Independent evaluation of the Think Ahead programme draws positive conclusions
Durham University and the University of Bristol have today published their independent evaluation of the Think Ahead programme, containing a raft of positive findings and concluding that the programme is “worthy of continued support and further development”.
The evaluation followed the first cohort of Think Ahead participants, who completed our two-year programme in September 2018, and concludes that our programme was successful in achieving the objectives we set out to accomplish. In particular, the report highlights that we have:
- Recruited and inducted “a cohort of highly capable and committed practitioners into mental health social work”.
- Developed and implemented an effective model for training them and provided “a robust preparation” for the practice environment.
- Ensured that they stay in the workforce as “highly valued” practitioners.
This matches the feedback from a recent survey – included in our Impact Update – in which 81% of our partner organisations rated the Think Ahead model as more effective than other training routes at developing trainees to become great mental health social workers.
Yet, despite these achievements, we commissioned the evaluation not just to see what went well but, importantly, where we can still improve. Since the evaluation focused on our first cohort, we have already been able to address many of the recommendations it makes – for example, by changing the venue of our Summer Institute for subsequent cohorts and by overhauling the leadership development aspects of our programme. However, we are committed to continually improving the programme, and we will examine the report carefully for further opportunities.
Our evaluation team recognises the great ambition and notable achievements of the Think Ahead programme.
Roger Smith, Professor of Social Work at Durham University
In response to the report, our Co-Chief Executive Ella Joseph said: “We’re very pleased with the outcome of this first independent evaluation of our programme. It clearly reaffirms the effectiveness of our approach and shows that the work we have done so far, in collaboration with our participants, partners and everyone else who has supported our programme to date, has really paid off.
“We commissioned the evaluation because we wanted to ensure that our approach was effective and evidence-based from the start. We’re delighted with this assessment that since we launched, our programme has been successful in recruiting and training talented mental health social workers, and making a positive impact in community mental health services across the country.”
Roger Smith, Professor of Social Work at Durham University, said: “Our evaluation team recognises the great ambition and notable achievements of the Think Ahead programme. We were able to observe the commitment of all those involved to implement real innovations in the education of social work professionals, in preparation for the demands of practice in mental health services. Think Ahead seeks to change thinking about mental health social work, as well as preparing skilled practitioners for this role. As well as having a demonstrably positive effect on practitioner development, Think Ahead has clearly influenced the wider practice environment for the better in some cases.”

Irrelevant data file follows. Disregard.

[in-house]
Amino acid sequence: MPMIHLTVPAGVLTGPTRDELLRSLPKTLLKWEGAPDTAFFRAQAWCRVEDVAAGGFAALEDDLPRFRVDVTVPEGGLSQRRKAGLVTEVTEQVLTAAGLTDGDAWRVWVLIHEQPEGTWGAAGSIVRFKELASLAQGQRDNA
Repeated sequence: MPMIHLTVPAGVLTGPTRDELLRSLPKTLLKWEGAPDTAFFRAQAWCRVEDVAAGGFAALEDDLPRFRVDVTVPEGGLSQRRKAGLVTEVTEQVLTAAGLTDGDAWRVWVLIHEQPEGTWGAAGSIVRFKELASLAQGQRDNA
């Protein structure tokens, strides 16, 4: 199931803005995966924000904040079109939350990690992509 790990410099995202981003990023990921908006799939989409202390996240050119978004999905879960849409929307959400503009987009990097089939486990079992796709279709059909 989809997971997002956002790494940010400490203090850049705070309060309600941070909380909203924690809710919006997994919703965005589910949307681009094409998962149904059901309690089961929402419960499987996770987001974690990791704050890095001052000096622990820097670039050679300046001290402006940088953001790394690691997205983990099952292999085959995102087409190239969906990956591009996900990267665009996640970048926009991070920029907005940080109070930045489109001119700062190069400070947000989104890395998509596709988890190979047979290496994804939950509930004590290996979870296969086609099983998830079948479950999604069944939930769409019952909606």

Professor Martin Webber, Think Ahead Academic Lead from the University of York, said: “Having been involved in Think Ahead’s work from the very beginning, I am very proud of what we have achieved over the past three years.
“The report confirms that the curriculum, which we developed and delivered in collaboration with the University of Central Lancashire, has succeeded in turning participants into highly valued social work practitioners who can use social interventions in mental health services. I’m particularly pleased that the focus we placed on incorporating service user voices into our teaching is seen as extremely valued and effective.”
The report lists nine key findings:
- The Think Ahead programme has demonstrated the capacity to recruit and induct a cohort of highly capable and committed practitioners into mental health social work.
- Completion rates were high, and on qualification participants were viewed as highly valued recruits to the workforce.
- The programme model, combining an intensive preparation phase, followed by a sustained period of integrated practice-based learning, has provided a robust preparation for those moving into this specialist area of social work practice.
- The partnership model established to host participants is able to provide an effective framework for programme delivery, achieving ‘buy in’ from agency partners and practitioners.
- The ‘student unit’ model for supporting practice-based learning, with a dedicated Consultant Social Worker, works well in providing a rich, collaborative learning experience.
- The embedded engagement of service users in programme delivery was highly valued by participants, and enhanced commitment to social work values.
- The programme was observed to be intensive and highly demanding, as might be expected of fast track programmes of this nature.
- Where preparations were sound, the partnership model worked well; but where systems were not robust or there were key personnel changes, the quality of the learning experience was jeopardised.
- As perhaps could be expected with the first iteration of the programme, there was evidence of some organisational and delivery problems, such as the consistent engagement of service user interests, the problematic venue for the delivery of the initial six-week learning bloc, and the quality of some of the teaching days to support the practice learning experience.
You can find the full report on Durham University’s website.
Read the full report